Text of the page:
“And be not drunk with wine, wherein is excess; but be filled with the Spirit;”
You’ve probably heard that too much of everything is bad. And that’s right. Over-indulgence in food, drinking, sleep and other worldly pleasures can ruin your life. So it is important for a Christian to exercise self control. However, when it comes to the things of God, there is no room for passive participation.
You can never have too much of the spirit. See the admonition of the Apostle Paul. “But covet earnestly the best gifts: and yet shew I unto you a more excellent way” (1Co 12:31). In 1Co 14:39, he says: “Wherefore, brethren, covet to prophesy, and forbid not to speak with tongues.”
Notice the word ‘covet’ is used here. In its lay terms, covetousness is a fruit of the flesh. But we are asked to covet spiritual things. How do we reconcile this? It means that there is a level of desire that is ideal for the things of God that is inordinate for other things.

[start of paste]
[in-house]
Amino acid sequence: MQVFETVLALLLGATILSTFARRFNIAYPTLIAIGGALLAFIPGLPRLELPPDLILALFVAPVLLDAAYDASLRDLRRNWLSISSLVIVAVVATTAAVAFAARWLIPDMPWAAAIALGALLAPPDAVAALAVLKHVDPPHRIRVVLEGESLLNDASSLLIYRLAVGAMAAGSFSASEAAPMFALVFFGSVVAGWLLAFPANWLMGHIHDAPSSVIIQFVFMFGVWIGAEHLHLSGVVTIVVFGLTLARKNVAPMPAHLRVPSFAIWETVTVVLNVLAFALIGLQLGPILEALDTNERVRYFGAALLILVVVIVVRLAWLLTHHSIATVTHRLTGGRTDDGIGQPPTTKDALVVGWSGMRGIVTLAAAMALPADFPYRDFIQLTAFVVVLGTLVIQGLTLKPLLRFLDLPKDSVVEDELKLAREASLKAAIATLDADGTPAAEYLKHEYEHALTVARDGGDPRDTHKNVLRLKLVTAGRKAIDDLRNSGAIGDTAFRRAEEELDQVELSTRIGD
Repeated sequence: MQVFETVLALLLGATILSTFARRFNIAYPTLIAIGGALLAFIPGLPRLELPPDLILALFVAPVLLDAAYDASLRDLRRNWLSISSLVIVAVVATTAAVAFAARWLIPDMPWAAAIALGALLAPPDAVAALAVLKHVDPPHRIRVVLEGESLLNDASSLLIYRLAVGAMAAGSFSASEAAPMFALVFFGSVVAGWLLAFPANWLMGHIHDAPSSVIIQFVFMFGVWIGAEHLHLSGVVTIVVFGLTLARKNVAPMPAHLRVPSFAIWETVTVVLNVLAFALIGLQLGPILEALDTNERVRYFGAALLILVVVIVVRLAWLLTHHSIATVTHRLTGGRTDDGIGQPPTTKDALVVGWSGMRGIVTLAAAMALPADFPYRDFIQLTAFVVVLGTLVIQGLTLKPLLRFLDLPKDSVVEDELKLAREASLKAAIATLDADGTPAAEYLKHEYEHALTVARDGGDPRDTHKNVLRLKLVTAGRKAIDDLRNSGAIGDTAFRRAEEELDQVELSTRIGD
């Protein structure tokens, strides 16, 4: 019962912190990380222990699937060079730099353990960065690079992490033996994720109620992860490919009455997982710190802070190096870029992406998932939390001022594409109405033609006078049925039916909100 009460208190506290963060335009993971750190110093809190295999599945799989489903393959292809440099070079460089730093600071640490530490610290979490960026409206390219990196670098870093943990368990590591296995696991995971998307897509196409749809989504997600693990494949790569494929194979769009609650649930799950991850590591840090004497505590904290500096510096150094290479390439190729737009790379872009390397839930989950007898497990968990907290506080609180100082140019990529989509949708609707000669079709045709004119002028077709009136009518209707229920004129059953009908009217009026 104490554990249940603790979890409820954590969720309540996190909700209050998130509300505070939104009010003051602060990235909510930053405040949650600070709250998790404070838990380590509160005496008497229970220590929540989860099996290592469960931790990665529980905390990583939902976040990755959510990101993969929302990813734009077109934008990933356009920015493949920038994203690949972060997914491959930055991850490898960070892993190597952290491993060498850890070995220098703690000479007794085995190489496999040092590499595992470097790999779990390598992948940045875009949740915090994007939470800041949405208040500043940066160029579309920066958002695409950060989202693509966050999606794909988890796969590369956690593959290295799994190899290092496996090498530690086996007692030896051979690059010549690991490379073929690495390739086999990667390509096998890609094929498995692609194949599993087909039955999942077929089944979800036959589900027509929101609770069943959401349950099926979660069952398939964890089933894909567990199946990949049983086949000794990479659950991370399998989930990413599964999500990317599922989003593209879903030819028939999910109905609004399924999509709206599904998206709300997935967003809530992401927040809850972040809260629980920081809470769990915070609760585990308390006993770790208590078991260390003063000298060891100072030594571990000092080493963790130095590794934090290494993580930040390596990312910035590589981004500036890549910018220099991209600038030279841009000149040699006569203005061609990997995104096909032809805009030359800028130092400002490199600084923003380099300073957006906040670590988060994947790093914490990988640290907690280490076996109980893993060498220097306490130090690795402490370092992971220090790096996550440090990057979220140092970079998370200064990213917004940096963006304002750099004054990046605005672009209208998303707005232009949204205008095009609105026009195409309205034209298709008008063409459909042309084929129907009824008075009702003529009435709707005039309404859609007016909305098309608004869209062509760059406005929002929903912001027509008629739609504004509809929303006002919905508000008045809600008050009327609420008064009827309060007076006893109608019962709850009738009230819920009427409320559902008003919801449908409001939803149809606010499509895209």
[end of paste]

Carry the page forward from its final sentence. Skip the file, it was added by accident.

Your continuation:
See the words of Jesus in Luke 14:26: “If any man come to me, and hate not his father, and mother, and wife, and children, and brethren, and sisters, yea, and his own life also, he cannot be my disciple.” A figure of speech is being used here. God is not asking you to have hatred for your family. Instead, he is saying that you should have so much love for him that the love you have for your family would be nothing compared to that.
“And be not drunk with wine, wherein is excess; but be filled with the Spirit; Speaking to yourselves in psalms and hymns and spiritual songs, singing and making melody in your heart to the Lord; Giving thanks always for all things unto God and the Father in the name of our Lord Jesus Christ;” (Eph 5:18-20).
Here, we are instructed to indulge, but not in wine, we are given a better alternative-to be filled with the spirit always. Just like a drunk man, it would affect the way we talk and the way we move, but we’d get even better results. A man may drink to forget his sorrows, but when we are filled with the spirit, solutions are provided and we are strengthened in faith to overcome challenges. And guess what? It doesn’t cost money.